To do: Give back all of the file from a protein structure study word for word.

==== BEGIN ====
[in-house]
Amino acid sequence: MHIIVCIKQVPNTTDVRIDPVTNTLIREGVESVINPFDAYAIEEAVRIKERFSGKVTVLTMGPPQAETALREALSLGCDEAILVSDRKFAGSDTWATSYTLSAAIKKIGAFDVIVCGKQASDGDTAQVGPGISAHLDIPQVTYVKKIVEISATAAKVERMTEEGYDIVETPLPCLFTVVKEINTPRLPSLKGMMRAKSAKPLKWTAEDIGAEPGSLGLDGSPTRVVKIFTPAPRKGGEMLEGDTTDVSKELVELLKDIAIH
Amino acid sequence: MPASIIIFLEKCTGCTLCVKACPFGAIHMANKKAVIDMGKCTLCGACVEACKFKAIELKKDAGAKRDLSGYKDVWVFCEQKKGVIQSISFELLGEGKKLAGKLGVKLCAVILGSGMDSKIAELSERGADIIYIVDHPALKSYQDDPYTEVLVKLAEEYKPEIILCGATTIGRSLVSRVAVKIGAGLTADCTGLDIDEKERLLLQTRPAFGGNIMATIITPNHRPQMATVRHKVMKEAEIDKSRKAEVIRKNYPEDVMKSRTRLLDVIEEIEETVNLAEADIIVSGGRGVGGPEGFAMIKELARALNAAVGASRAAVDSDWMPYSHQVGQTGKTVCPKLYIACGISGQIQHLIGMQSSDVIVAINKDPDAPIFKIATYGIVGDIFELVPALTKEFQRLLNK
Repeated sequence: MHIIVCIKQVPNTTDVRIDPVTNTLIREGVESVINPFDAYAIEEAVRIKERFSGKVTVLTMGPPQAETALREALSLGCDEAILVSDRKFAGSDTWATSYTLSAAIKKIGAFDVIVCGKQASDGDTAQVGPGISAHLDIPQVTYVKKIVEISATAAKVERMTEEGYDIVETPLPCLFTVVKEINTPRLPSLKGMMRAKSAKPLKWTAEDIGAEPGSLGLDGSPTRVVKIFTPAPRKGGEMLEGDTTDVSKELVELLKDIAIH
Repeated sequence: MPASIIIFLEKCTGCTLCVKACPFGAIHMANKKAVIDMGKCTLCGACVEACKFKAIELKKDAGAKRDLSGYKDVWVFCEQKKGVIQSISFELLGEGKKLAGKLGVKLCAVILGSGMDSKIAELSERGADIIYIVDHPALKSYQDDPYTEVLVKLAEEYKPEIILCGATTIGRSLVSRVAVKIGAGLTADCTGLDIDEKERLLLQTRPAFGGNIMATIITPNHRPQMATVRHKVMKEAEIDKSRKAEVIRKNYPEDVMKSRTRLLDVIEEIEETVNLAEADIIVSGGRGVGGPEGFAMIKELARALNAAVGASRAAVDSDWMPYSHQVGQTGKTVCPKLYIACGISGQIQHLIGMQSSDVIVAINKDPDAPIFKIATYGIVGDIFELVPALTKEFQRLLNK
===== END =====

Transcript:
[in-house]
Amino acid sequence: MHIIVCIKQVPNTTDVRIDPVTNTLIREGVESVINPFDAYAIEEAVRIKERFSGKVTVLTMGPPQAETALREALSLGCDEAILVSDRKFAGSDTWATSYTLSAAIKKIGAFDVIVCGKQASDGDTAQVGPGISAHLDIPQVTYVKKIVEISATAAKVERMTEEGYDIVETPLPCLFTVVKEINTPRLPSLKGMMRAKSAKPLKWTAEDIGAEPGSLGLDGSPTRVVKIFTPAPRKGGEMLEGDTTDVSKELVELLKDIAIH
Amino acid sequence: MPASIIIFLEKCTGCTLCVKACPFGAIHMANKKAVIDMGKCTLCGACVEACKFKAIELKKDAGAKRDLSGYKDVWVFCEQKKGVIQSISFELLGEGKKLAGKLGVKLCAVILGSGMDSKIAELSERGADIIYIVDHPALKSYQDDPYTEVLVKLAEEYKPEIILCGATTIGRSLVSRVAVKIGAGLTADCTGLDIDEKERLLLQTRPAFGGNIMATIITPNHRPQMATVRHKVMKEAEIDKSRKAEVIRKNYPEDVMKSRTRLLDVIEEIEETVNLAEADIIVSGGRGVGGPEGFAMIKELARALNAAVGASRAAVDSDWMPYSHQVGQTGKTVCPKLYIACGISGQIQHLIGMQSSDVIVAINKDPDAPIFKIATYGIVGDIFELVPALTKEFQRLLNK
Repeated sequence: MHIIVCIKQVPNTTDVRIDPVTNTLIREGVESVINPFDAYAIEEAVRIKERFSGKVTVLTMGPPQAETALREALSLGCDEAILVSDRKFAGSDTWATSYTLSAAIKKIGAFDVIVCGKQASDGDTAQVGPGISAHLDIPQVTYVKKIVEISATAAKVERMTEEGYDIVETPLPCLFTVVKEINTPRLPSLKGMMRAKSAKPLKWTAEDIGAEPGSLGLDGSPTRVVKIFTPAPRKGGEMLEGDTTDVSKELVELLKDIAIH
Repeated sequence: MPASIIIFLEKCTGCTLCVKACPFGAIHMANKKAVIDMGKCTLCGACVEACKFKAIELKKDAGAKRDLSGYKDVWVFCEQKKGVIQSISFELLGEGKKLAGKLGVKLCAVILGSGMDSKIAELSERGADIIYIVDHPALKSYQDDPYTEVLVKLAEEYKPEIILCGATTIGRSLVSRVAVKIGAGLTADCTGLDIDEKERLLLQTRPAFGGNIMATIITPNHRPQMATVRHKVMKEAEIDKSRKAEVIRKNYPEDVMKSRTRLLDVIEEIEETVNLAEADIIVSGGRGVGGPEGFAMIKELARALNAAVGASRAAVDSDWMPYSHQVGQTGKTVCPKLYIACGISGQIQHLIGMQSSDVIVAINKDPDAPIFKIATYGIVGDIFELVPALTKEFQRLLNK